May 21st, 2003, 01:43 PM
I'm a computer programmer for a medium sized corp. I'm head of HR development team, we build office solutions using VBA and VisualBasic6, currently we use Outlook to send Documents, Reminders, Emails, etc... Because of M$ Hotfix (in response to all those outlook worms) Outlook requires the user to verify all actions taken against either outlook or it address book...
There are Two ways that i know of to get around this. A certified DLL (that can be done by the exchange admin) or we could go with a Verisign type support. Now, considering that my dept. doesn't get much funding ("overhead") - i though that the Certified DLL would be easier. So i'm talking with the admin about the DLL Idea and he says something to me about a "wrapper" dll? i'm not sure what he is talking about- if someone could explain... (btw- i know how to create/use DLL [activeX], is "wrapper" just a fancy way of saying things?)
comments and suggestions are welcome and appreciated
May 21st, 2003, 02:03 PM
The admin says wrap something into a (certified i suppose) dll. Maybe he means it is possible to make a universal dll that you can wrap every other dll into. Might be possible, as I expect Outlook has specified an interface for objects to connect to.
Soo.... the wrapper dll could implement this interface, and provide the exact same interface for other dlls. And you would get away with creating only one certified dll! Might work, and it might not.
May 21st, 2003, 02:31 PM
thank you for your response... i figured it was just a fancy way put all the 'outlook' code in a DLL... glad i asked here first, would have seemed dumb in front of t he sys admin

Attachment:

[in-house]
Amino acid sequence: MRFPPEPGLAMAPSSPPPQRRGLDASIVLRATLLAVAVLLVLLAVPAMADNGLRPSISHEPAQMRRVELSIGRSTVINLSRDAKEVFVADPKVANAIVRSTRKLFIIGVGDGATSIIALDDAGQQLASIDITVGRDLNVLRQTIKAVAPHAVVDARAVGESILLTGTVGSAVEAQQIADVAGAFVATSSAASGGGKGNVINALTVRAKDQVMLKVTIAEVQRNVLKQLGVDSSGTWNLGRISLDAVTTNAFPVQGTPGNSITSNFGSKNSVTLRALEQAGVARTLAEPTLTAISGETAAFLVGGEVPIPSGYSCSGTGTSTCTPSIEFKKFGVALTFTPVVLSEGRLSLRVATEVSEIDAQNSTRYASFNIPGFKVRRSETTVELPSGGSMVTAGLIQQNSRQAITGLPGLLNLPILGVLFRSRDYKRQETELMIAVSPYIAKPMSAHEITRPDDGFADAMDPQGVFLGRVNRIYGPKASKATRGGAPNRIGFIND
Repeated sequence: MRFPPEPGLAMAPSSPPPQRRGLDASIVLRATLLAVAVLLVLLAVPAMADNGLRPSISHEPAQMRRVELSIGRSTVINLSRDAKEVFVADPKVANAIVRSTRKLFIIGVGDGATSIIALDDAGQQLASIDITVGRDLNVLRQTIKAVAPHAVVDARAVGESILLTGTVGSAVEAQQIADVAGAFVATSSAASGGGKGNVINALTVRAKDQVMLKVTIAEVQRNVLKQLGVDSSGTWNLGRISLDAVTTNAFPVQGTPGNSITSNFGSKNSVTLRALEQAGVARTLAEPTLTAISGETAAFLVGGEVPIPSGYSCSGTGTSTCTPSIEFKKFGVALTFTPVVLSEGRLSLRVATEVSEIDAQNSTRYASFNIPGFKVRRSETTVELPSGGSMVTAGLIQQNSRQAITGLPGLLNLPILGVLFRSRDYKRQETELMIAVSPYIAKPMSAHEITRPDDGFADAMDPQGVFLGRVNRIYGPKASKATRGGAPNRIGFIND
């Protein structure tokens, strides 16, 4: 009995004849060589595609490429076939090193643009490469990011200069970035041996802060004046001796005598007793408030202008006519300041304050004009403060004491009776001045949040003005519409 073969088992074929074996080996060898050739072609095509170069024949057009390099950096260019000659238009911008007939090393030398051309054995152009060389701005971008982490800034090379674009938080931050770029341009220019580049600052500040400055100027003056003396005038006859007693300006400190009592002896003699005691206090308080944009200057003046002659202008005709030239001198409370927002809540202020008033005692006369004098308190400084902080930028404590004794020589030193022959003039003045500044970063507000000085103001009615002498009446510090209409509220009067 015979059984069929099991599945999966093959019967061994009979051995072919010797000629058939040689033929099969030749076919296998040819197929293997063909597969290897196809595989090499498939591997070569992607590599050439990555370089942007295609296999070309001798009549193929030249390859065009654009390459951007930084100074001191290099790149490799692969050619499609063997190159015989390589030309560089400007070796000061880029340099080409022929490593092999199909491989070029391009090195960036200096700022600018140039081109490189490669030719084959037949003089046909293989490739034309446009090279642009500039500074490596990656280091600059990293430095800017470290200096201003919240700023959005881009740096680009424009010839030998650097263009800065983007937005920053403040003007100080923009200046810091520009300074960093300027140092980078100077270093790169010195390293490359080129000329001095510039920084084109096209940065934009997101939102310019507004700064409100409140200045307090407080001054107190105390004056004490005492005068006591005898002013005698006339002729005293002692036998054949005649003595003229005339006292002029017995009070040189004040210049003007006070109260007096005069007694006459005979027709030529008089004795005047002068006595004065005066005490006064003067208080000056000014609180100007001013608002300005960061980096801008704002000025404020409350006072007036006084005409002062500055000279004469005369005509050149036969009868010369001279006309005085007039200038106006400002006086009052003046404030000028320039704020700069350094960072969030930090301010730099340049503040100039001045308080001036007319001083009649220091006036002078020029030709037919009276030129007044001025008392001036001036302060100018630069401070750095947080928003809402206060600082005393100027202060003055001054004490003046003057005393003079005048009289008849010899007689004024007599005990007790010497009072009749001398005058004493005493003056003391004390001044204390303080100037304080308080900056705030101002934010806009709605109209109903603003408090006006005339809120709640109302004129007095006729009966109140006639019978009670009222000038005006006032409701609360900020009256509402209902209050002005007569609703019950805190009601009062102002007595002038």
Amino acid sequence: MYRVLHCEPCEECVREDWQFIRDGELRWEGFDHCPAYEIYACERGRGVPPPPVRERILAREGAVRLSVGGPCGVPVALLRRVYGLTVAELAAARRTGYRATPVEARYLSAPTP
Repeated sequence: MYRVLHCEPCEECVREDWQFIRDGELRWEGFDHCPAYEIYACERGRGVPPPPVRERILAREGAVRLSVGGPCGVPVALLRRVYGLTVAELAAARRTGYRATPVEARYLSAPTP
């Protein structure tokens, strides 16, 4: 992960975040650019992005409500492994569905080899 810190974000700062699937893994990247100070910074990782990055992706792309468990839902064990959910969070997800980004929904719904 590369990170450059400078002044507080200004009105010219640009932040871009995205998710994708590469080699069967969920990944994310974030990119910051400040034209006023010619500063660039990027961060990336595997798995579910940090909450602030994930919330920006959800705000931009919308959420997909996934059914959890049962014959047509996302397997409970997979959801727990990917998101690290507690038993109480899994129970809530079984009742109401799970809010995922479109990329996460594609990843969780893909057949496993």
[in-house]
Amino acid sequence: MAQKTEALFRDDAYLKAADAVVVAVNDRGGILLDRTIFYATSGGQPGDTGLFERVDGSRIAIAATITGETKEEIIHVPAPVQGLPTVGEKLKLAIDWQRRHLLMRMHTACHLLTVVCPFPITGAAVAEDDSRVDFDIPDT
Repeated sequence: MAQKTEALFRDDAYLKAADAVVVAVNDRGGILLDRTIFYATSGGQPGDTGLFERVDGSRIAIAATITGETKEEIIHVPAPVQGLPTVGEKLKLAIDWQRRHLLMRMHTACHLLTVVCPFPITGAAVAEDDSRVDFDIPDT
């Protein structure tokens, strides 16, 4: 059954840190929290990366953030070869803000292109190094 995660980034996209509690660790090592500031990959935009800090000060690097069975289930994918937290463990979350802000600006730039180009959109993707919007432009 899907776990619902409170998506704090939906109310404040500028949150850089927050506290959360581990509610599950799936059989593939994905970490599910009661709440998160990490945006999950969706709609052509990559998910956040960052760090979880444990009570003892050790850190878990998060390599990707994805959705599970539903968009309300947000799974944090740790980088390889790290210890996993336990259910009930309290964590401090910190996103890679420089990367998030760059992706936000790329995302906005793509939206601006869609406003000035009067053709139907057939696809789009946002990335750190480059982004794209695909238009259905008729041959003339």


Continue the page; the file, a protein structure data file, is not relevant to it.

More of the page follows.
btw-> how would we distribute/use a DLL like this (not every user on the network needs it, only those that use our documents?)
May 21st, 2003, 04:51 PM
You can simply create another .dll with vb that acts as an interface for and uses the first .dll. You can then certify your wrapper .dll and do about anything else you'd like with it including adding functionality.
To distribute the .dll simply look up how to use the package and deployment wizard, that will create everything you need to do regular installs. Or you could simply copy the .dll's over and register them manually (regsvr32 <dllname>).
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May 21st, 2003, 06:58 PM
For me a "wrapped dll" is used when you use a dll where you don't have the code and you want more control. For example in win2k/XP, you can't stop the Crtl+Alt+Supp. The system treat this before anything so if you make a keylog you can't stop this but you can replace the dll which do the security and treat the key with your dll. His job is just looking the args if it's not Ctrl+Alt+Supp then call the "real dll".
I hope this help (and be clear).